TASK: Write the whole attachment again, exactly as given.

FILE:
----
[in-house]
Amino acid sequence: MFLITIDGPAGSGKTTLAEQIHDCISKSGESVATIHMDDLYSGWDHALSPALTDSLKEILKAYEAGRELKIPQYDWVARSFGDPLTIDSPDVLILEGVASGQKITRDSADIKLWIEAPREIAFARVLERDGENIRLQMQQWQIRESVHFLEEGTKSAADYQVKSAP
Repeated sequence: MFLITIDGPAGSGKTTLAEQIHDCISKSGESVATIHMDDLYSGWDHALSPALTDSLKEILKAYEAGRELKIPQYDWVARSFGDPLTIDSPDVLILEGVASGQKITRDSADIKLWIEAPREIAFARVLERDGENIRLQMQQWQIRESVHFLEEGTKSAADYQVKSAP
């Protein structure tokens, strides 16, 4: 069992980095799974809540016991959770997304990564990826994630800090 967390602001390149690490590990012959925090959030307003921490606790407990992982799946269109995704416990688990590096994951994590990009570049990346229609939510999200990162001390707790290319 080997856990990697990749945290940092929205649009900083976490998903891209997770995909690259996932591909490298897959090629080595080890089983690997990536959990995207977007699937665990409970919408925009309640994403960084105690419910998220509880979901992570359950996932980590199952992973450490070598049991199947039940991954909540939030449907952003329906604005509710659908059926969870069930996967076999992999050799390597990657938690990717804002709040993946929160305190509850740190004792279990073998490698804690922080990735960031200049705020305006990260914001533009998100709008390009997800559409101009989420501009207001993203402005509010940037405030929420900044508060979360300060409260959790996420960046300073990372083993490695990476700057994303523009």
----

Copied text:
[in-house]
Amino acid sequence: MFLITIDGPAGSGKTTLAEQIHDCISKSGESVATIHMDDLYSGWDHALSPALTDSLKEILKAYEAGRELKIPQYDWVARSFGDPLTIDSPDVLILEGVASGQKITRDSADIKLWIEAPREIAFARVLERDGENIRLQMQQWQIRESVHFLEEGTKSAADYQVKSAP
Repeated sequence: MFLITIDGPAGSGKTTLAEQIHDCISKSGESVATIHMDDLYSGWDHALSPALTDSLKEILKAYEAGRELKIPQYDWVARSFGDPLTIDSPDVLILEGVASGQKITRDSADIKLWIEAPREIAFARVLERDGENIRLQMQQWQIRESVHFLEEGTKSAADYQVKSAP
């Protein structure tokens, strides 16, 4: 069992980095799974809540016991959770997304990564990826994630800090 967390602001390149690490590990012959925090959030307003921490606790407990992982799946269109995704416990688990590096994951994590990009570049990346229609939510999200990162001390707790290319 080997856990990697990749945290940092929205649009900083976490998903891209997770995909690259996932591909490298897959090629080595080890089983690997990536959990995207977007699937665990409970919408925009309640994403960084105690419910998220509880979901992570359950996932980590199952992973450490070598049991199947039940991954909540939030449907952003329906604005509710659908059926969870069930996967076999992999050799390597990657938690990717804002709040993946929160305190509850740190004792279990073998490698804690922080990735960031200049705020305006990260914001533009998100709008390009997800559409101009989420501009207001993203402005509010940037405030929420900044508060979360300060409260959790996420960046300073990372083993490695990476700057994303523009």